Friday, March 7, 2014

Woohoo! Clear Skies!

Not flawless, but I rolled out the telescope, and I am letting it cool.

UPDATE: I was primarily verifying that the digital setting circles are working correctly, because I have had some problems with these before.  At the same time, the user interface is different (and maybe not quite as good) as the DSCs on my equatorial mount. 

This was not a good night for deep sky objects -- a half Moon does a pretty good job of washing out almost everything faint.  I was able to verify that the DSCs worked for M42, which was bright enough that I could have found that without any help.  I told the DSCs to direct me to M42, and it put it right in the field of view.  But planets?  It was wildly incorrect.  Worse, the list of stars that is supposed to appear for setting the DSCs in the coordinate system starts with Polaris -- and that was not on the list.

I talked to Dennis Steele, who built this scope, and it turned out the DSCs were still set for equatorial mount mode.  I changed this setting, and now Polaris appears in the star list.  I'm hoping we have good enough weather tonight to verify this experimentally.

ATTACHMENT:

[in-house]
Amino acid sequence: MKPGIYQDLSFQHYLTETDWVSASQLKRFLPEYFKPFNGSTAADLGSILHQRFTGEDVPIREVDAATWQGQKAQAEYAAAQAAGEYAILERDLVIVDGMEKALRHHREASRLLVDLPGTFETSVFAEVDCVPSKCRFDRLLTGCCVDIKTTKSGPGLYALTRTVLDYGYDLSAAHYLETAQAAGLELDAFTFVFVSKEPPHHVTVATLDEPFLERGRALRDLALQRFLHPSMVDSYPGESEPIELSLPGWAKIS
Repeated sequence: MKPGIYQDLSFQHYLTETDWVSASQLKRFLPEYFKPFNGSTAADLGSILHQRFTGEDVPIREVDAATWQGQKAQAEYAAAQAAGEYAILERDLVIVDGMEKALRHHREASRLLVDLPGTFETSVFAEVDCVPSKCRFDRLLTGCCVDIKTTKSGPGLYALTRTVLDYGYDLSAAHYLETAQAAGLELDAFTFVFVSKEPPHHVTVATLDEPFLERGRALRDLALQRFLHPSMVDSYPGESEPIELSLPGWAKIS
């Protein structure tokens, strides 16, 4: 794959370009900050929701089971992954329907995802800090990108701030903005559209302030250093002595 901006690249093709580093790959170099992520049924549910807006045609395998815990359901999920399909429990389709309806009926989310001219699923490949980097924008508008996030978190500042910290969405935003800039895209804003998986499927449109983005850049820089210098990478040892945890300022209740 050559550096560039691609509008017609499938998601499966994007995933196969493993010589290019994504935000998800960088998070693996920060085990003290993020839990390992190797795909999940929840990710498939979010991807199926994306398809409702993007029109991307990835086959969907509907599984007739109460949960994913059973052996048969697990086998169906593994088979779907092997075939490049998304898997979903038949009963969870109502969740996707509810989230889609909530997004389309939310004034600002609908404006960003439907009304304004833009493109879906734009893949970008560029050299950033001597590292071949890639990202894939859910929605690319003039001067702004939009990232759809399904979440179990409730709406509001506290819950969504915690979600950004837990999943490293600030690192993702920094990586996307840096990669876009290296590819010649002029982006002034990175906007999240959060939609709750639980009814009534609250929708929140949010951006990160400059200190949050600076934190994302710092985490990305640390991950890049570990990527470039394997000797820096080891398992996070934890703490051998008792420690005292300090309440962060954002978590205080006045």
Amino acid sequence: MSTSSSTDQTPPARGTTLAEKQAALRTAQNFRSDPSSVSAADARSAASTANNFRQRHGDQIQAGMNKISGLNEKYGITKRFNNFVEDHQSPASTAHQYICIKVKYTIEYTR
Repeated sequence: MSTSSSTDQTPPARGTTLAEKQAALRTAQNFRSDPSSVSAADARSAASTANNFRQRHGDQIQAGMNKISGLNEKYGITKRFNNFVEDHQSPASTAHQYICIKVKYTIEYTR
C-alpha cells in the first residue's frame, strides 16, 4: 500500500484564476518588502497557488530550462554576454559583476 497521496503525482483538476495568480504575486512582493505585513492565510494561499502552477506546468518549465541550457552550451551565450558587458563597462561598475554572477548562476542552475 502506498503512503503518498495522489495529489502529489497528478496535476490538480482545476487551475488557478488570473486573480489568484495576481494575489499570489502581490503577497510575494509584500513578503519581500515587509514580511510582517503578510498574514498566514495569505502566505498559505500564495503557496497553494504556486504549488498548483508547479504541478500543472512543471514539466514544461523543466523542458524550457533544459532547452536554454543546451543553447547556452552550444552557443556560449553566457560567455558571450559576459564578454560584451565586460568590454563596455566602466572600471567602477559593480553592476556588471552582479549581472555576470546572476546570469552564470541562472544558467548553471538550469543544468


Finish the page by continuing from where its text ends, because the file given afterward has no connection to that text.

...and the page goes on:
I also need to move the counterweight that slides and down the struts to be on the back of the mirror cell.  Putting the camera into position of course made the telescope nose heavy.  There is no way that a counterweight on the struts can fix that, because this just adds more weight above the balance point.  I had misassembled the front ring when I first put this together, so that the eyepiece and DSC controller are on opposite sides of the telescope.  I'll do all of this as one operation this afternoon.

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